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Bunsen Burner

The Bunsen burner, named after and co-designed by Robert Bunsen in 1854, is a common laboratory instrument that can be used to provide a single, continuous flame by mixing gas with air in a controlled fashion. The ratio of gas to air that is mixed together can be manually adjusted, allowing the user to control the intensity, temperature, and size of the flame. The flame can then be used to heat or sterilize laboratory reagents and equipment.

Metal instruments sometimes need to be quickly sterilized before use or between steps of an experiment. Metal spatulas and inoculation loops, for example, are frequently sterilized between bacterial samples. Scissors and forceps can be dipped into alcohol and then flamed for rapid sterilization before surgery.  Glass instruments, such as serological pipettes, are also frequently briefly flame-sterilized before and between each use.

The Bunsen burner flame can be used to help maintain a sterile field around the openings of experimental containers. By briefly flaming the neck of the container a heat, or convection, current is created. The convection current lifts any particles in the air away from the container’s opening, preventing potential contamination by airborne particulates. Convection currents also serve to lift particulates in the air away from the experimental area, so the Bunsen Burner helps to keep the area around the experiment, sterile. For microscopy, glass slides are sometimes passed through a Bunsen burner flame to remove any dust particles before samples are mounted.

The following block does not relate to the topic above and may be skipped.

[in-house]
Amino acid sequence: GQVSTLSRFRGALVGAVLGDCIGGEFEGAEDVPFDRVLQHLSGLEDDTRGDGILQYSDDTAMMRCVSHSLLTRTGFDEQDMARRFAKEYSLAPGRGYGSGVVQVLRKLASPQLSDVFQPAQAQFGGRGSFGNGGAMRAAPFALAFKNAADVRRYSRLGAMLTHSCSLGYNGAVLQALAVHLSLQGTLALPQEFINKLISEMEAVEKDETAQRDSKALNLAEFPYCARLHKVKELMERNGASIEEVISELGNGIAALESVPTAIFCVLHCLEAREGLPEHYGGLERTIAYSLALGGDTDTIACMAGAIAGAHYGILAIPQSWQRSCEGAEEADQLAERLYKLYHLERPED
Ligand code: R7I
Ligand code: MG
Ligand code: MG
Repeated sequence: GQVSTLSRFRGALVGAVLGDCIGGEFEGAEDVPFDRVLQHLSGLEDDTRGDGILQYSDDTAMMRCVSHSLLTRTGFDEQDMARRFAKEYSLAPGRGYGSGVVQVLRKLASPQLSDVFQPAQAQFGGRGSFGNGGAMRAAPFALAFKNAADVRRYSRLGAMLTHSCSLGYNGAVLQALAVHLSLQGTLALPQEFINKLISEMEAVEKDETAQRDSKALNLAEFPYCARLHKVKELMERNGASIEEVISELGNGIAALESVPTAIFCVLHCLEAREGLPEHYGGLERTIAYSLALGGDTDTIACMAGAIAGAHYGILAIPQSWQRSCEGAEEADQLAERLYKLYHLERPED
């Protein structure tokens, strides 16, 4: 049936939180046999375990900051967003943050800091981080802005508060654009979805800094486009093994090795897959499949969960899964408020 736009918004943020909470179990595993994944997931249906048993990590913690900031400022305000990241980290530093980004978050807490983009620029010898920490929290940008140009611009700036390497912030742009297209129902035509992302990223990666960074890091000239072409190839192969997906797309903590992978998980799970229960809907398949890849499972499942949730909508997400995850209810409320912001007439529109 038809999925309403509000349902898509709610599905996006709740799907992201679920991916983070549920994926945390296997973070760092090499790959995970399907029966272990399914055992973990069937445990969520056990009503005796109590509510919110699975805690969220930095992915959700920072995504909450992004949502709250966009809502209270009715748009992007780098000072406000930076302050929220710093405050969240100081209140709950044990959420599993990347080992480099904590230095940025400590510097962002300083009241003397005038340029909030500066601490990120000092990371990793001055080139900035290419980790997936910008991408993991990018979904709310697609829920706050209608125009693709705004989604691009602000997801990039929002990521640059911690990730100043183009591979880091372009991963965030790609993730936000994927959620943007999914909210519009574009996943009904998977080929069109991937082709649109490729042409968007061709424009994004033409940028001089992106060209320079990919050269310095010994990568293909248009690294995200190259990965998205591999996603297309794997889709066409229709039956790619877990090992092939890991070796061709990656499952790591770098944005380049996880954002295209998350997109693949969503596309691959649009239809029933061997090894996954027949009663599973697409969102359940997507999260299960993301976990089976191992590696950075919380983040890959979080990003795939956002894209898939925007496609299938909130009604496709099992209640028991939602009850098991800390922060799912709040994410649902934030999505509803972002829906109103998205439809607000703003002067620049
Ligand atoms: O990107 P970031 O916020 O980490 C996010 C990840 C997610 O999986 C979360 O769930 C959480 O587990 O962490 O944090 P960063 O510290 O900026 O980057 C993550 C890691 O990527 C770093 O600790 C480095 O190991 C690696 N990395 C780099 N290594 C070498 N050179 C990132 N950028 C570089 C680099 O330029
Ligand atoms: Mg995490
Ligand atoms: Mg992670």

The Bunsen Burner can be used to heat and modify glass and metal tools. A thin glass rod can be carefully heated and then bent while the glass is still hot, to make a bacterial culture spreader.  They also have applications for pulling pipettes, bending pipettes, polishing glass capillary tubes, making glass dissection needles, and sealing a wire pick into a glass pipette.


All Bunsen burners are made up of the same basic components:

  • The barrel, or burner tube, where the air and gas mix
  • The collar, located at the bottom of the barrel.  This can be adjusted to control the air intake and the heat of the flame
  • The air vent openings in the collar draw in air by the Venturi Effect
  • The needle, or gas flow valve, located at the bottom of the barrel and is screwed into the base of the Bunsen burner. Adjusting the needle valve allows the size of the flame to be controlled

The barrel is screwed into a base, which keeps the Bunsen burner stable and remains cool to allow safe relocation of the instrument during or after use.

The gas inlet connects the Bunsen burner to the LPG/propane gas jet through a rubber gas intake tube. A spark lighter is commonly used for igniting the combustion of the gas and air.


  • LPG/Propane has a higher calorific value or energy content compared to natural gas fueld Bunsen Burners.  So less LPG/propane gas is required to produce the same amount of heat
  • LPG/Propane requires an oxygen to gas ratio of approximately 25:1 whilst natural gas Bunsen Burners require a ratio of around 10:1.  
  • LPG/Propane is readily available, affordable and can easily be stored